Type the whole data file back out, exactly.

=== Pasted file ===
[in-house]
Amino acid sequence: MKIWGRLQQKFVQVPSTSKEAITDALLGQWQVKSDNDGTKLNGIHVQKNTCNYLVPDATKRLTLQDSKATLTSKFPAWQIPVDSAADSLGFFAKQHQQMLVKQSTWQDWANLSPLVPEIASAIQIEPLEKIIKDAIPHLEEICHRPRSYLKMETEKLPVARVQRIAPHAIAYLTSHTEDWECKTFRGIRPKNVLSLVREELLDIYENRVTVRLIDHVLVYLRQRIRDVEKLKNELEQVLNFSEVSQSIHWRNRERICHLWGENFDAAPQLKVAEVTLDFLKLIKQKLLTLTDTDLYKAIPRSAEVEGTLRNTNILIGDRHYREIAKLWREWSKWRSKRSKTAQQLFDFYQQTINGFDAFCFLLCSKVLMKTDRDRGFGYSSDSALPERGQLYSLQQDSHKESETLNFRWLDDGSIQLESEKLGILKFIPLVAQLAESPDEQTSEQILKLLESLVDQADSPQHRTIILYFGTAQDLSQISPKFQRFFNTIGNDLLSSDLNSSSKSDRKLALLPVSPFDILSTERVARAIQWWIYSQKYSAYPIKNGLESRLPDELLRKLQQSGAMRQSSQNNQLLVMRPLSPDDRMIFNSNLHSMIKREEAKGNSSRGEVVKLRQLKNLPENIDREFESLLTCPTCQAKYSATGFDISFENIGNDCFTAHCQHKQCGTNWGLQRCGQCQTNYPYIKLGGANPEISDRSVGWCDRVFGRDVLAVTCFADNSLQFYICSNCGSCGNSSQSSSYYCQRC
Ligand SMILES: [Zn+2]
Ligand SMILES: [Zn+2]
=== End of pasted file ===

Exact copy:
[in-house]
Amino acid sequence: MKIWGRLQQKFVQVPSTSKEAITDALLGQWQVKSDNDGTKLNGIHVQKNTCNYLVPDATKRLTLQDSKATLTSKFPAWQIPVDSAADSLGFFAKQHQQMLVKQSTWQDWANLSPLVPEIASAIQIEPLEKIIKDAIPHLEEICHRPRSYLKMETEKLPVARVQRIAPHAIAYLTSHTEDWECKTFRGIRPKNVLSLVREELLDIYENRVTVRLIDHVLVYLRQRIRDVEKLKNELEQVLNFSEVSQSIHWRNRERICHLWGENFDAAPQLKVAEVTLDFLKLIKQKLLTLTDTDLYKAIPRSAEVEGTLRNTNILIGDRHYREIAKLWREWSKWRSKRSKTAQQLFDFYQQTINGFDAFCFLLCSKVLMKTDRDRGFGYSSDSALPERGQLYSLQQDSHKESETLNFRWLDDGSIQLESEKLGILKFIPLVAQLAESPDEQTSEQILKLLESLVDQADSPQHRTIILYFGTAQDLSQISPKFQRFFNTIGNDLLSSDLNSSSKSDRKLALLPVSPFDILSTERVARAIQWWIYSQKYSAYPIKNGLESRLPDELLRKLQQSGAMRQSSQNNQLLVMRPLSPDDRMIFNSNLHSMIKREEAKGNSSRGEVVKLRQLKNLPENIDREFESLLTCPTCQAKYSATGFDISFENIGNDCFTAHCQHKQCGTNWGLQRCGQCQTNYPYIKLGGANPEISDRSVGWCDRVFGRDVLAVTCFADNSLQFYICSNCGSCGNSSQSSSYYCQRC
Ligand SMILES: [Zn+2]
Ligand SMILES: [Zn+2]